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XFX Radeon R7 370 2GB Black Edition Review

Overclocking, Audio, Heat & Power

The first thing I do when I overclock is run a baseline test in 3DMark. This gives me a comparison score to ensure that my overclocked settings are stable. In this case, I saw a result of 5820. Next, I adjust my power limit to its peak (+20% in this case). I rerun my baseline to verify that the higher power limit doesn't cause issues.

For the R7 370, I proceeded to adjust the core clock rate in 10MHz increments. 3DMark Fire Strike was run each time, and once I hit 1100MHz, I ran Battlefield 4 to verify stability in another title. Everything checked out, so I kept pushing, though my increments shrank to 5MHz.

Overclocking XFX’s R7 370 Black Edition proved to be a peculiar endeavor. It was stable in 3DMark, but strangely the scores I was seeing barely changed. From stock at 1040MHz all the way up to 1110MHz, I saw fluctuations between 5820 and 5944.

Thinking something was wrong, I rebooted to see if my numbers changed. No dice. It's strange, but it seems like overclocking does little to this card's 3DMark score. Ultimately, the maximum stable core clock ended up being 1125MHz.

Next up was memory. The GDDR5 on this particular sample is pretty impressive, it turns out. From the factory, XFX sets a 1450MHz clock rate (5.8GT/s), but I was able to push to 1600MHz (6.4GT/s), maxing out the slider bar.


XFX employs a pair of 90mm IP5X fans that the company says are optimized for quiet operation without compromising cooling efficiency. The fans are controlled by the graphics card’s BIOS and should slow down and speed up as needed.

Despite XFX's claims, our recorded sound levels are among the highest for a current-generation mainstream card. The fans are nearly inaudible when the board isn’t under load. But in a game, they aren't quiet at all. At stock clock rates, we measured 47.5 dB(A), and the noise increased 3dB more after overclocking.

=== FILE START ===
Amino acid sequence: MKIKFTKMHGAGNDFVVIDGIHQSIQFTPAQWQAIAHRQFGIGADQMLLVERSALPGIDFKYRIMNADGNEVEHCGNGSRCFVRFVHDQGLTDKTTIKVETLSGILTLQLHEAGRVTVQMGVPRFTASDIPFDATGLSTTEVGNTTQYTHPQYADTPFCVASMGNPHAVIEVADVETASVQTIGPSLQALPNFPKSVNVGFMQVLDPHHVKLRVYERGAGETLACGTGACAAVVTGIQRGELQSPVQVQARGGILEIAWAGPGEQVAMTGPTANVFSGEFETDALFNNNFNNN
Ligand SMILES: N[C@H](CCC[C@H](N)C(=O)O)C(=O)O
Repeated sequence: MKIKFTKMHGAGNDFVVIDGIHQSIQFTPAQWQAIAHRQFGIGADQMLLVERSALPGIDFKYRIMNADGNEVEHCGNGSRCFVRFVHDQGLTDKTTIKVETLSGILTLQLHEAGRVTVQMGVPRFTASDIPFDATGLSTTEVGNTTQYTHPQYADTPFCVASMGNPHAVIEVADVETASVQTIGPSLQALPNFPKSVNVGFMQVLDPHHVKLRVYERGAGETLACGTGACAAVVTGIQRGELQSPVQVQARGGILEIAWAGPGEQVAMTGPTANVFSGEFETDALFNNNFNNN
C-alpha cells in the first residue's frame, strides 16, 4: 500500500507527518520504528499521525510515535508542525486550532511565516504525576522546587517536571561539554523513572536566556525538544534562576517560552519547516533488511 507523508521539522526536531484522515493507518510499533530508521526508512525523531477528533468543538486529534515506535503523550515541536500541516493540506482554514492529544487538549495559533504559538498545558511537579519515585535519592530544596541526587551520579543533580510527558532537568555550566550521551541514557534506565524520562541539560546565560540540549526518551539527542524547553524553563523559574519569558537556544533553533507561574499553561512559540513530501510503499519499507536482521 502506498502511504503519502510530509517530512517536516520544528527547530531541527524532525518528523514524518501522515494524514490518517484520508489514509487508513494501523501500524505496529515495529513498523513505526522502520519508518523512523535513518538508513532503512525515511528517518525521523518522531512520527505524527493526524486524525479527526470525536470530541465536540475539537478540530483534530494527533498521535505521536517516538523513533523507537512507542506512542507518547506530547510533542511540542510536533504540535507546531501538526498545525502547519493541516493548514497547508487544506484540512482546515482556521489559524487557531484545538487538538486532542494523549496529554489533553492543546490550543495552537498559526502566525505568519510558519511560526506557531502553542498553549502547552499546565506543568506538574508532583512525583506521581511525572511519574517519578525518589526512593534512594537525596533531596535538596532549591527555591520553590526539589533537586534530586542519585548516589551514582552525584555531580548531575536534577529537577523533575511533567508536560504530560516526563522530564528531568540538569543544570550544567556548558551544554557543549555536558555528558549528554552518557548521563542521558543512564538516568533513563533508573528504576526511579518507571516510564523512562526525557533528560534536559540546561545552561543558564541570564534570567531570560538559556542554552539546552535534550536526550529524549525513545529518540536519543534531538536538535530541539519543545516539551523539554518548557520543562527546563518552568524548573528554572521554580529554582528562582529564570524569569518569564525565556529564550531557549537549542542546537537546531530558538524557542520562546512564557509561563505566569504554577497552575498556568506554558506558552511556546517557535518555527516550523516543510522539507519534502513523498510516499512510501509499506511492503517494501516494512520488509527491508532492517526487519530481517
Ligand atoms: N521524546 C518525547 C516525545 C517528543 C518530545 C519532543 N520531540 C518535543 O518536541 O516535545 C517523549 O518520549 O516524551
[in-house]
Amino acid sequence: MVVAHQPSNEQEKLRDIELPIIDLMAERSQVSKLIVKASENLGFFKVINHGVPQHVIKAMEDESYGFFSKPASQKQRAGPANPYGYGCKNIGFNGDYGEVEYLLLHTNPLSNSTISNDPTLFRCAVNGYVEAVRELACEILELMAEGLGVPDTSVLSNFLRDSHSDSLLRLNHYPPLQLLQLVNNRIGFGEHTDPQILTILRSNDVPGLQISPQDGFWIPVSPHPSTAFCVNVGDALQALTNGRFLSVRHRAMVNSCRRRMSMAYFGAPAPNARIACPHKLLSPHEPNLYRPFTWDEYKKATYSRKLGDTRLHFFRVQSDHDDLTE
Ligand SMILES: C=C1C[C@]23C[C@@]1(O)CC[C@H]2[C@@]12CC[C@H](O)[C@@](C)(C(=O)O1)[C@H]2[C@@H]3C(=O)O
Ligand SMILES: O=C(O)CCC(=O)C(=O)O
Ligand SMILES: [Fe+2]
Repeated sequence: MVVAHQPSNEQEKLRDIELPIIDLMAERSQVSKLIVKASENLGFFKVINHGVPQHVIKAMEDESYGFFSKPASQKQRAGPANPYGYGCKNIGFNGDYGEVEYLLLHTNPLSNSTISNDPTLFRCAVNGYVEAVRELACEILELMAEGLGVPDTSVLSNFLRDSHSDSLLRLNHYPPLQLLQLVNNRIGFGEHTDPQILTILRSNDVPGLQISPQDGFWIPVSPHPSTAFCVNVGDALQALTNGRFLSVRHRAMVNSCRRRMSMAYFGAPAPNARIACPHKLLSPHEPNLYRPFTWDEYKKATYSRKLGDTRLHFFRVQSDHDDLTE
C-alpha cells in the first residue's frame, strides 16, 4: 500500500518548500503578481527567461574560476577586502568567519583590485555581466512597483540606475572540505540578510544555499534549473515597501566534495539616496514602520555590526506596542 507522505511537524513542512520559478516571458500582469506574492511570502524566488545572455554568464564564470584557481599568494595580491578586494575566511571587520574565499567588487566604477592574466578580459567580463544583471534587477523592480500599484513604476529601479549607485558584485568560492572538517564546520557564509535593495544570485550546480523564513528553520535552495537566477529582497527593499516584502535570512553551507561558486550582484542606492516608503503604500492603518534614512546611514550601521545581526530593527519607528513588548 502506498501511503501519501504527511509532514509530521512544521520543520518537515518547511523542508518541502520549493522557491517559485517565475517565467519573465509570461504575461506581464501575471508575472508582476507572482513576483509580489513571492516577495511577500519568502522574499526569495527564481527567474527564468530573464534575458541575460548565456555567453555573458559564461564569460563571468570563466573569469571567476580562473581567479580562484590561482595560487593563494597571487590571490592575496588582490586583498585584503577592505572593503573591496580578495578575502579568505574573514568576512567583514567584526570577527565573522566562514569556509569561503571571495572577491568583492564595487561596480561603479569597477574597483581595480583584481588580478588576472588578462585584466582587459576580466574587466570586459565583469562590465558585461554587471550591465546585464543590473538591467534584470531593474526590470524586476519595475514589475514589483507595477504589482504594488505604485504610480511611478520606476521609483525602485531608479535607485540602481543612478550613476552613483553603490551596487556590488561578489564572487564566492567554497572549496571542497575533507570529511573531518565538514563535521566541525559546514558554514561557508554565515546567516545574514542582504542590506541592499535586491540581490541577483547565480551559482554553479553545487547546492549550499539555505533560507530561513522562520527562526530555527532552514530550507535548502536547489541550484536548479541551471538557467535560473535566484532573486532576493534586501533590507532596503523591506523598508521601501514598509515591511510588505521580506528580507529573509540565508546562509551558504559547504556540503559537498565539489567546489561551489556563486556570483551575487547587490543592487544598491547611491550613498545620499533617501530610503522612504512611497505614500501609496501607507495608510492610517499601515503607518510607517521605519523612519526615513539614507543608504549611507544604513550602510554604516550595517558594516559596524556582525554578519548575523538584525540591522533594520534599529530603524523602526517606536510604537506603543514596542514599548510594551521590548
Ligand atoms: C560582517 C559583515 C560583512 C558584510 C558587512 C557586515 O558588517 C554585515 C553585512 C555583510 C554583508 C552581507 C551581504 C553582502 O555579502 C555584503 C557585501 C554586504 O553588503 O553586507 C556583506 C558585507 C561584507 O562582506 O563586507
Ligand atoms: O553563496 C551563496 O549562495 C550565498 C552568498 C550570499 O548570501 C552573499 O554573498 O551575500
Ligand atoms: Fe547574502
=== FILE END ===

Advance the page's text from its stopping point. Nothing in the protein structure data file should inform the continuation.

I’ve worked with Maxwell-based GPUs plenty, and am intimately familiar with their temperature characteristics. But this is my first Pitcairn-based board. Further, I have little first-hand experience with AMD’s other recent GPUs. I've been told these chips are going to run hot, though. The R9 270X, which predates the R7 370, operated at 80 degrees when we first tested it in October 2013. And when Igor looked at MSI’s R7 370 Gaming, it ran hotter than 75 degrees.  

It seems that XFX found a way to break the mold. Of the four cards in our round-up, the R7 370 Black Edition operates at the coolest temperature. Before overclocking the card, it peaked below 60 degrees. The heat sink apparently does its job well and the fans, though loud, move enough cool air to keep the GPU at lower temperatures than we've seen in the past. Perhaps XFX could have given up some of its thermal margin in favor of a quieter cooling solution.


XFX’s R7 370 turns out to be reasonably power-friendly. At idle, it draws as little as 8.8W, matching Asus' GTX 950 Strix. Even under a FurMark torture test it only draws 134W. In comparison, AMD's next step up, the Radeon R9 380, pulls as much as 81W more under load. It requires almost 200W just to run Battlefield 4. XFX’s Radeon R7 370 only needs 122W in the same test, which is only 12W more than the Maxwell-based GTX 950.

Kevin Carbotte is a Contributing Writer for Tom's Hardware US. He writes news and reviews of graphics cards and virtual reality hardware.